In a prospective observational study of patients with sciatica, Zhang and colleagues (2009) investigated the effectiveness of three-dimensional (3-D) high-spatial resolution diffusion-weighted MR neurography based on steady state free precession (3-D diffusion-weighted steady-state free precession [DW-SSFP]) in the diagnosis of sciatica. The 3-D DW-SSFP sequence was performed on 137 patients with sciatica and 32 patients in control group. The post-processing techniques were used to generate images of lumbo-sacral plexus and sciatic nerve, and the images acquired were assessed based on the presence or absence of nerve abnormality. The certainty of identifying the lumbo-sacral plexus and main branches from all cases was determined in each of the reconstruction planes for each case individually and assessed by using a 3-score scale. The sciatic nerve and its main branches were differentiated and a clear picture was obtained in all subjects. Compared with the control group, the presence of nerve root compression or increased T2 signal intensity changes can be observed in all patients. The mean score of certainty of identifying the sciatic nerve and main branches was 1.76 +/- 0.4, which indicates that the sciatic nerve and main branches can be identified with certainty. The authors concluded that the 3-D DW-SSFP MR neurography with high spatial and sufficient contrast is an excellent technique to define the nature of sciatica and assists in prognostication and possibly in management.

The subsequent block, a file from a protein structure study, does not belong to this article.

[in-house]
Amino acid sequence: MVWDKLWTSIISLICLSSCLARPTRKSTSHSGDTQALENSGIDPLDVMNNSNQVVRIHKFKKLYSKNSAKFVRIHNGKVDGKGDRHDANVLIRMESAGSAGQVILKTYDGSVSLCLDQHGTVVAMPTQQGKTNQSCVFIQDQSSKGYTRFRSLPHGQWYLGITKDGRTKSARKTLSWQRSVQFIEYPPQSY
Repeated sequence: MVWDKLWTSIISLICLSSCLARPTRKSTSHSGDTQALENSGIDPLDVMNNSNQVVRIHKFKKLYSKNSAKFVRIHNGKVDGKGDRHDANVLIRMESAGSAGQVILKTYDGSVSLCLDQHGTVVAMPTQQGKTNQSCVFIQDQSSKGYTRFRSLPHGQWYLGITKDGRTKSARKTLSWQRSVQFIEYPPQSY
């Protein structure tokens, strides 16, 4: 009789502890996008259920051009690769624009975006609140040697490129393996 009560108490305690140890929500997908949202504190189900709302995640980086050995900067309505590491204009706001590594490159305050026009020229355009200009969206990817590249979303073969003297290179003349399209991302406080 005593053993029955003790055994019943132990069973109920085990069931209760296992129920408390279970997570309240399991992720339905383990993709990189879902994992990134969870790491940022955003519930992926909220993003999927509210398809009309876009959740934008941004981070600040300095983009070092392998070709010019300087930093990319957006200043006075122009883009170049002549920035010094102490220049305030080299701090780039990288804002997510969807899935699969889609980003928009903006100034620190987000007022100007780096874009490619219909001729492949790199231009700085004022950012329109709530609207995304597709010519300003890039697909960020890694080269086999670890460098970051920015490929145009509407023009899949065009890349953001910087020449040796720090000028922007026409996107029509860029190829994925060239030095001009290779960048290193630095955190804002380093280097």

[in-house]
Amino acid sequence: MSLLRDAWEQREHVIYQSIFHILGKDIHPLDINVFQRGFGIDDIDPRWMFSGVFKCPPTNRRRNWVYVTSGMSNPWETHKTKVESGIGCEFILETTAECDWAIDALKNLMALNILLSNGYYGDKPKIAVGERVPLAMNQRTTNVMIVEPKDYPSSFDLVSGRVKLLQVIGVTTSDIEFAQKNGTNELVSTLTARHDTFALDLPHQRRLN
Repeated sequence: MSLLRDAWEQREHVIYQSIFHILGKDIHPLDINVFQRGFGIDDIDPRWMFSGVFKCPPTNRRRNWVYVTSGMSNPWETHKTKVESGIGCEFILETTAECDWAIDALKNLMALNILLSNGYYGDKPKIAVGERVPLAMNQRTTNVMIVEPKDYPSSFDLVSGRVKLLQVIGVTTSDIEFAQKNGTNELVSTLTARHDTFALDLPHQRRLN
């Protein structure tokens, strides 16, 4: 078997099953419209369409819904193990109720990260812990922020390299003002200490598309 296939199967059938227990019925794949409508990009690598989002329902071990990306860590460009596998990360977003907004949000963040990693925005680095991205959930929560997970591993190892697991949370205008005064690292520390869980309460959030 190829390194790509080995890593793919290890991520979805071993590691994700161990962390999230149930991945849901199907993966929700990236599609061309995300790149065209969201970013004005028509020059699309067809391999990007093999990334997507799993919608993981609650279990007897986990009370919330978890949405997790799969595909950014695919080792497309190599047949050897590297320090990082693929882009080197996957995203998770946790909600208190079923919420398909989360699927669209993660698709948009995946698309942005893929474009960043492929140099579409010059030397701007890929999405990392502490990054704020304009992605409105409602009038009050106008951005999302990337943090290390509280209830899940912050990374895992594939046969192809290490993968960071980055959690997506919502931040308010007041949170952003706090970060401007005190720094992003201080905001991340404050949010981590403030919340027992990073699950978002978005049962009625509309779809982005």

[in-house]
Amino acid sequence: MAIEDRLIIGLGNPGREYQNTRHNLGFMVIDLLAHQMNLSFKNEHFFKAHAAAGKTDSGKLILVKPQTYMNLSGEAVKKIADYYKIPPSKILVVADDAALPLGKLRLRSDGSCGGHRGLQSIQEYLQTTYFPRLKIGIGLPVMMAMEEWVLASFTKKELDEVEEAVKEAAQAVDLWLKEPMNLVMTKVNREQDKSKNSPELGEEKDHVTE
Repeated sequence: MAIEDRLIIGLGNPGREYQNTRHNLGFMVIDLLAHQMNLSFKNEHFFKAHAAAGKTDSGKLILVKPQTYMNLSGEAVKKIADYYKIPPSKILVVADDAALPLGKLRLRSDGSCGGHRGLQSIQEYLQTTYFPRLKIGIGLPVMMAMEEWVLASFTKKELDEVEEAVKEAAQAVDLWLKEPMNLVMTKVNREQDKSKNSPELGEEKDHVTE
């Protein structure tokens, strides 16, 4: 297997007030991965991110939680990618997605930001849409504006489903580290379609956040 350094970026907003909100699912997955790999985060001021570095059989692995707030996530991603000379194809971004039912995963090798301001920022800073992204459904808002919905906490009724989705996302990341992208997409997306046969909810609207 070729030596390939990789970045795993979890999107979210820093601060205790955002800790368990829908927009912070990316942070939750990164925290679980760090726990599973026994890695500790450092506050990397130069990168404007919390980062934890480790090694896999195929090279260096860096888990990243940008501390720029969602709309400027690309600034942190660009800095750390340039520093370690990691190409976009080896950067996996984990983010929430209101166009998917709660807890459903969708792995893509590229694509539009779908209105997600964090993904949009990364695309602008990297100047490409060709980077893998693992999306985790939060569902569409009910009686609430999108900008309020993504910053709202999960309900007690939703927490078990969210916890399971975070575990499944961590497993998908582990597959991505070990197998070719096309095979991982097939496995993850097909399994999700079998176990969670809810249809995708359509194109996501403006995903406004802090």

Du et al (2010) analyzed the role of MR neurography in the evaluation of spinal and peripheral nerve lesions. Imaging studies, medical records, and EMG/nerve conduction studies (NCS) results were analyzed retrospectively in a consecutive series of 191 patients who underwent MR neurography for spinal and peripheral nerve disorders; 91 (47.6 %) of these patients also underwent EMG/NCS studies. In those who underwent both MR neurography and EMG/NCS, MR neurography provided the same or additional diagnostic information in 32 % and 45 % of patients, respectively. Magnetic resonance neurograms were obtained at a median of 12 months after the onset of symptoms. The utility of MR neurography correlated with the interval between the onset of symptoms to MR neurography. Twelve patients underwent repeated MR neurography for serial evaluation. The decrease in abnormal signal detected on subsequent MR neurography correlated with time from onset of symptoms and the time interval between MR neurography, but not with resolution of symptoms. Twenty-one patients underwent MR neurography post-operatively to assess persistent, recurrent, or new symptoms; of these 3 (14.3 %) required a subsequent surgery. The authors concluded that MR neurography is a valuable adjunct to conventional MRI and EMG/NCS in the evaluation and localization of nerve root, brachial plexus, and peripheral nerve lesions. They found that MR neurography is indicated in patients: (i) in whom EMG and traditional MR imaging are inconclusive; (ii) who present with brachial plexopathy who have previously received radiation therapy to the brachial plexus region; (iii) who present with brachial plexopathy and have systemic tumors; and (iv) in patients under consideration for surgery for peripheral nerve lesions or after trauma. The authors also noted that MR neurography is limited by the size of the nerve trunk imaged and the timing of the study.